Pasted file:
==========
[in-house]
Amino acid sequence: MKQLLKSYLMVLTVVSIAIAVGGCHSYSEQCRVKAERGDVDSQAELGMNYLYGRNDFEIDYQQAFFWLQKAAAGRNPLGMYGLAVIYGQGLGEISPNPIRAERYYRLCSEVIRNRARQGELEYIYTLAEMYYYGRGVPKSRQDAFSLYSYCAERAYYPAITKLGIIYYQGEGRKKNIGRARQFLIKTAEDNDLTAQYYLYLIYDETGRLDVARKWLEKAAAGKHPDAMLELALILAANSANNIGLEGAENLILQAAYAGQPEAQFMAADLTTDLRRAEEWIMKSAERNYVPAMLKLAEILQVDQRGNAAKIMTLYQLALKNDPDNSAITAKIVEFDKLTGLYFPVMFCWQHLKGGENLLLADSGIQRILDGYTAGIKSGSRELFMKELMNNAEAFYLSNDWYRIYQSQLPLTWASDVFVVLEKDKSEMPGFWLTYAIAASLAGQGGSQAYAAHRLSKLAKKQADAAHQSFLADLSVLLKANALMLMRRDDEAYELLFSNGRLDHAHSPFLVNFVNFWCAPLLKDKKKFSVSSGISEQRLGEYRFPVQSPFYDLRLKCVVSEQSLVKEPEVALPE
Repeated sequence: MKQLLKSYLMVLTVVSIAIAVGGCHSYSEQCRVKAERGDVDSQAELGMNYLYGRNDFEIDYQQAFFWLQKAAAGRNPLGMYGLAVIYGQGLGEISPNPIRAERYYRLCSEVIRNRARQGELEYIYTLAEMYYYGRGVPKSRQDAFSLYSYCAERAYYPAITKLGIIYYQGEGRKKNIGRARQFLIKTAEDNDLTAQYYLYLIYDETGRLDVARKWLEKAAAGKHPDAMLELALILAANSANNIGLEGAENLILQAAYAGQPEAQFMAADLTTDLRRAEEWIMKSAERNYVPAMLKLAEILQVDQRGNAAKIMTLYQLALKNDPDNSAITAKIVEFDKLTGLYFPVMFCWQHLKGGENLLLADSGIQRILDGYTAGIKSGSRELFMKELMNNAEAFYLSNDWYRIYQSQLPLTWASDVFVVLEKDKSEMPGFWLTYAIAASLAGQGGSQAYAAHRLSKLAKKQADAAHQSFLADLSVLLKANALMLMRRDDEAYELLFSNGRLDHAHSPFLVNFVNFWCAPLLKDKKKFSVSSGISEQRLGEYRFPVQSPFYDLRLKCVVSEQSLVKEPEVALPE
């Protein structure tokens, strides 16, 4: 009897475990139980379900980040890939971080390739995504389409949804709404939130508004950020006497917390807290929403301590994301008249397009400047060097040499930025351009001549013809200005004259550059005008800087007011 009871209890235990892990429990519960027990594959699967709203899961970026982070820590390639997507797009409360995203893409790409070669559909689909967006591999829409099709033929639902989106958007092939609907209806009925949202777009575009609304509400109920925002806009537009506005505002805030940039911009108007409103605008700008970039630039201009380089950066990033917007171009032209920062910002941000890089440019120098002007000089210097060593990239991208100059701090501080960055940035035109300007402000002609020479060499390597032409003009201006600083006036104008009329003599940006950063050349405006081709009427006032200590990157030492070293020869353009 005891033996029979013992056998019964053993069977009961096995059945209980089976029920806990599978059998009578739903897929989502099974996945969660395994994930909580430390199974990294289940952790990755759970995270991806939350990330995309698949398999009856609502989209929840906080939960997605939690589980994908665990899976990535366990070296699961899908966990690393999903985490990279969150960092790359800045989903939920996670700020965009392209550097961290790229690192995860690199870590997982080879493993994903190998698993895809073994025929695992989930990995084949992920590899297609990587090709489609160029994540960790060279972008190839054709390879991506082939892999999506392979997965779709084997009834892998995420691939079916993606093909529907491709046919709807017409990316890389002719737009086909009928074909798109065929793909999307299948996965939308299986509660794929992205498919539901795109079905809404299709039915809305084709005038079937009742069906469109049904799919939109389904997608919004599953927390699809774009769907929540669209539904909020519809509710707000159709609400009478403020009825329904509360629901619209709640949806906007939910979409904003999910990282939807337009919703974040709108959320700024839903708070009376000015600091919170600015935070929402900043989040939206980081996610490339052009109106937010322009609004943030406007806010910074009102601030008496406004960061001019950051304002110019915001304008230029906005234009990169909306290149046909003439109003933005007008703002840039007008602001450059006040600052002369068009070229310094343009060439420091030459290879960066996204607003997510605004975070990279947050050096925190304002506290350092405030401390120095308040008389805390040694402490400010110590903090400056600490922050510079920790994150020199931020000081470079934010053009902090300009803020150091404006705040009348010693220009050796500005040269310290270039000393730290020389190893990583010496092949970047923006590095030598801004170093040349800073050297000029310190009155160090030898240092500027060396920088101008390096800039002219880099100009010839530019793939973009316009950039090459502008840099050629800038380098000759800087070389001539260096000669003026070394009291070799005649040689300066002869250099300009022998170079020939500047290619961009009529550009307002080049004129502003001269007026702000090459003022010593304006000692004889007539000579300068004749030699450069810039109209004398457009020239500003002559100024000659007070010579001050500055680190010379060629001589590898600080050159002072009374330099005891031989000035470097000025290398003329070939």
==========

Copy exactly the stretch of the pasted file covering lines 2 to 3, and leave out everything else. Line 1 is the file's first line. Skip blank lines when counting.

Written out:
Amino acid sequence: MKQLLKSYLMVLTVVSIAIAVGGCHSYSEQCRVKAERGDVDSQAELGMNYLYGRNDFEIDYQQAFFWLQKAAAGRNPLGMYGLAVIYGQGLGEISPNPIRAERYYRLCSEVIRNRARQGELEYIYTLAEMYYYGRGVPKSRQDAFSLYSYCAERAYYPAITKLGIIYYQGEGRKKNIGRARQFLIKTAEDNDLTAQYYLYLIYDETGRLDVARKWLEKAAAGKHPDAMLELALILAANSANNIGLEGAENLILQAAYAGQPEAQFMAADLTTDLRRAEEWIMKSAERNYVPAMLKLAEILQVDQRGNAAKIMTLYQLALKNDPDNSAITAKIVEFDKLTGLYFPVMFCWQHLKGGENLLLADSGIQRILDGYTAGIKSGSRELFMKELMNNAEAFYLSNDWYRIYQSQLPLTWASDVFVVLEKDKSEMPGFWLTYAIAASLAGQGGSQAYAAHRLSKLAKKQADAAHQSFLADLSVLLKANALMLMRRDDEAYELLFSNGRLDHAHSPFLVNFVNFWCAPLLKDKKKFSVSSGISEQRLGEYRFPVQSPFYDLRLKCVVSEQSLVKEPEVALPE
Repeated sequence: MKQLLKSYLMVLTVVSIAIAVGGCHSYSEQCRVKAERGDVDSQAELGMNYLYGRNDFEIDYQQAFFWLQKAAAGRNPLGMYGLAVIYGQGLGEISPNPIRAERYYRLCSEVIRNRARQGELEYIYTLAEMYYYGRGVPKSRQDAFSLYSYCAERAYYPAITKLGIIYYQGEGRKKNIGRARQFLIKTAEDNDLTAQYYLYLIYDETGRLDVARKWLEKAAAGKHPDAMLELALILAANSANNIGLEGAENLILQAAYAGQPEAQFMAADLTTDLRRAEEWIMKSAERNYVPAMLKLAEILQVDQRGNAAKIMTLYQLALKNDPDNSAITAKIVEFDKLTGLYFPVMFCWQHLKGGENLLLADSGIQRILDGYTAGIKSGSRELFMKELMNNAEAFYLSNDWYRIYQSQLPLTWASDVFVVLEKDKSEMPGFWLTYAIAASLAGQGGSQAYAAHRLSKLAKKQADAAHQSFLADLSVLLKANALMLMRRDDEAYELLFSNGRLDHAHSPFLVNFVNFWCAPLLKDKKKFSVSSGISEQRLGEYRFPVQSPFYDLRLKCVVSEQSLVKEPEVALPE